5 steps to a stronger, better Canadian IT sector

Canada currently ranks sixth in the world in terms of IT industry competitiveness, according to a recent Business Software Alliance-sponsored study by the Economist Intelligence Unit. That does mean, however, that we’re still a half-dozen spots away from being the reigning IT superpower.

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Last year, Canada was ranked ninth in the world on the fledgling IT Competitiveness Index, meaning that the country moved up three spaces since 2007. The IT Competitiveness Index ranks 66 countries in skill supply, innovation-friendly culture, technology infrastructure, a legal environment that protects intellectual property, an open and competitive economy, and government leadership. (Canada comes in behind the United States, Taiwan, the United Kingdom, Sweden, and Denmark.) Canada’s IT industry associations weighed in on what Canada needs to do to pull ahead — and whether our IT staffers on the ground care enough to do so.

1. Keep IT spending strong

The country came in third in the IT communications and infrastructure category, due to widespread Internet adoption and strong enterprise and consumer spending (there are 87 computers per every 100 people).

IDC Canada senior vice-president Vito Mabrucco said, “We’re a developed economy, but next to the United States, we have to have that infrastructure just to keep up. To get ahead of them, we’re going to have to make even more strides.”

The government could be one of the factors holding Canada back when it comes to IT industry competitiveness, Information and Communications Technology Council president Paul Swinwood said. “When a small business needs that first customer, it’s not going to be the government. They need to take a chance on Canadian products.”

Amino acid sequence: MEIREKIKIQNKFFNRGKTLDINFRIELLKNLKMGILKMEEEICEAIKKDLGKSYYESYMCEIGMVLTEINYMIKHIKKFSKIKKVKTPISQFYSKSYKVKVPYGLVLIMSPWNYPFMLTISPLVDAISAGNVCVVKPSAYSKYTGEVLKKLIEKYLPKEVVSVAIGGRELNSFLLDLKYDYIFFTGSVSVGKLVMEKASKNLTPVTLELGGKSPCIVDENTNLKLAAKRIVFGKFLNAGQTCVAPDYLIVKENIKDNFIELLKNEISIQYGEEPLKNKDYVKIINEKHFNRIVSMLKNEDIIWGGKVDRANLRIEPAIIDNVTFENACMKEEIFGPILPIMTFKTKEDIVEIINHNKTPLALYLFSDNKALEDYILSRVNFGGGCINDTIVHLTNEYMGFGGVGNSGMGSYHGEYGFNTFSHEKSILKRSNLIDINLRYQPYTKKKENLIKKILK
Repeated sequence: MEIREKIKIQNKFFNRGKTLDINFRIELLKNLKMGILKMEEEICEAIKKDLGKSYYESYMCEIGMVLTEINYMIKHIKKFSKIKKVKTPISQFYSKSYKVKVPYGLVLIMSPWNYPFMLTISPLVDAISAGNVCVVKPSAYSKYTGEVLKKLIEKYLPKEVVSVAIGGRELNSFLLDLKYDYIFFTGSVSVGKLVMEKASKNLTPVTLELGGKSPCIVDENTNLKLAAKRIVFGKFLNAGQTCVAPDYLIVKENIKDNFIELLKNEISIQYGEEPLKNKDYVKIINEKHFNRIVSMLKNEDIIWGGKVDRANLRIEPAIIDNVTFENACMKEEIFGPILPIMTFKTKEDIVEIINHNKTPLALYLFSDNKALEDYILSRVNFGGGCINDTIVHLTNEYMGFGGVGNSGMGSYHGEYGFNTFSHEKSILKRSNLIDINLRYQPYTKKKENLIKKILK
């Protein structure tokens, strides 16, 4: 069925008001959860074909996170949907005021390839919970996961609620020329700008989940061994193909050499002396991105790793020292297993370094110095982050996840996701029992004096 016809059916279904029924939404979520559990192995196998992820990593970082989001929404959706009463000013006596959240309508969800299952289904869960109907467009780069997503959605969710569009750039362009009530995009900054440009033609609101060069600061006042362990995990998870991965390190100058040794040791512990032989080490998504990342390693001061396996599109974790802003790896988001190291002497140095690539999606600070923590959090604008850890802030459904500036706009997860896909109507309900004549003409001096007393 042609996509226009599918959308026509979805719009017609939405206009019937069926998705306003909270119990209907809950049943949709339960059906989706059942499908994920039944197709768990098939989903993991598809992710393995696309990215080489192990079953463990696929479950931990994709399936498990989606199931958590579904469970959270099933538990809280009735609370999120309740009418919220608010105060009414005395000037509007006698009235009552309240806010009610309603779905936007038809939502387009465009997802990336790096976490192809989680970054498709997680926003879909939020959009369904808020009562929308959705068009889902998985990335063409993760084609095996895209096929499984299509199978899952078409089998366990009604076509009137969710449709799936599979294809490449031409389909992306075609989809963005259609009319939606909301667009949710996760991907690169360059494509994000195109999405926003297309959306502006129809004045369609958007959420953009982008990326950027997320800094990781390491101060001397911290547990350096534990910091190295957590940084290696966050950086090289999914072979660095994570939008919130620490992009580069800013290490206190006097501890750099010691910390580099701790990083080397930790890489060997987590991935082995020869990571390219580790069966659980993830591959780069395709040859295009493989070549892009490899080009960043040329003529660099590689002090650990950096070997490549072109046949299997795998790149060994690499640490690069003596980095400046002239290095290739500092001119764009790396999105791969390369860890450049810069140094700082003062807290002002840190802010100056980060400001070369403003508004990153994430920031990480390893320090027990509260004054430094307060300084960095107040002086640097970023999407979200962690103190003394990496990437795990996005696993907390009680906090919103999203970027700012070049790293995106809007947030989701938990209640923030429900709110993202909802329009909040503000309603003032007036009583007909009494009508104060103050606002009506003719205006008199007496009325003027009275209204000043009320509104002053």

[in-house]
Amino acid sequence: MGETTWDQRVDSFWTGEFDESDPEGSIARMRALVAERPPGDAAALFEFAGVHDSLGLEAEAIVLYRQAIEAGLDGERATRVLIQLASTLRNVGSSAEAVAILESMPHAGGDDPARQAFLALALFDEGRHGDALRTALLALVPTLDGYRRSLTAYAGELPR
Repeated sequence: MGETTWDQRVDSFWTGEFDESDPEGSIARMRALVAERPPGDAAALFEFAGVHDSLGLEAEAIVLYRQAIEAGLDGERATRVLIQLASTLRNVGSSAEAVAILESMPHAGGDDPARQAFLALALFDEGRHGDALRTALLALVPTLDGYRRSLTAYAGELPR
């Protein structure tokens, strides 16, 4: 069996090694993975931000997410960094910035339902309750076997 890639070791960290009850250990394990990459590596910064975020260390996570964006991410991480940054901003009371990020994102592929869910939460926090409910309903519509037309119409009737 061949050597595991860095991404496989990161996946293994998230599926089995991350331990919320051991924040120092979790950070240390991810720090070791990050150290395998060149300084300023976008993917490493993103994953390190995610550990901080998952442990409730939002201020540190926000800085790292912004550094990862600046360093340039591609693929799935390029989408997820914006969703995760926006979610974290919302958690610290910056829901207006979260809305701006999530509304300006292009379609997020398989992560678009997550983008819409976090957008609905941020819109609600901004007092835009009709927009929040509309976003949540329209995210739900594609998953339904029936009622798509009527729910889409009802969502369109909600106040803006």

Said Canadian Advanced Technology Alliance president John Reid: “The government needs to act as a purchaser. We have to establish those public and private partnerships.”

There is a caveat there, however, said Jevon MacDonald, who runs the StartUpNorth blog and FireStoker.com. “For the average IT manager or CIO, it really is a global marketplace so the idea that, ‘just because it’s Canadian, it will benefit us,’ is a tough sell,” he said. “It’s not prudent to look at strictly Canadian solutions. The price certainty might be there, but you need the best product for your needs.”

2. Keep track of who’s trained

Canada comes in eighth in terms of human capital, ahead of Italy, France, and Germany (but behind the United Kingdom and Australia). This could, however, always be improved, said Mabrucco, as there is always more need for skills and trained professionals. He said, “To get technology graduates, we have to get youths to enter the field in the first place.” Another important way to ensure a continuity of employment is for an increase in internship programs within technology companies.

But, when it comes to human capital, Canada might not even be doing as well as the Index says, according to Canadian Information Processing Society chairman Greg Lane. He said that the study pulled its stats mainly from 2005 and 2006, and the university scene, making it a little optimistic for a country with declining science and technology enrollment and an upcoming shortage of 89,000 IT workers. “We’re not investing enough in human capital. They’re not actually measuring the most important thing, which is the number of trained technology people,” he said.

Swinwood said that skill-building isn’t just about straight-up tech knowledge, either. “They also need sales and marketing skills so they can commercialize their products. That way, they can work with people to bring those products to market successfully,” he said.

3. Keep the piracy at bay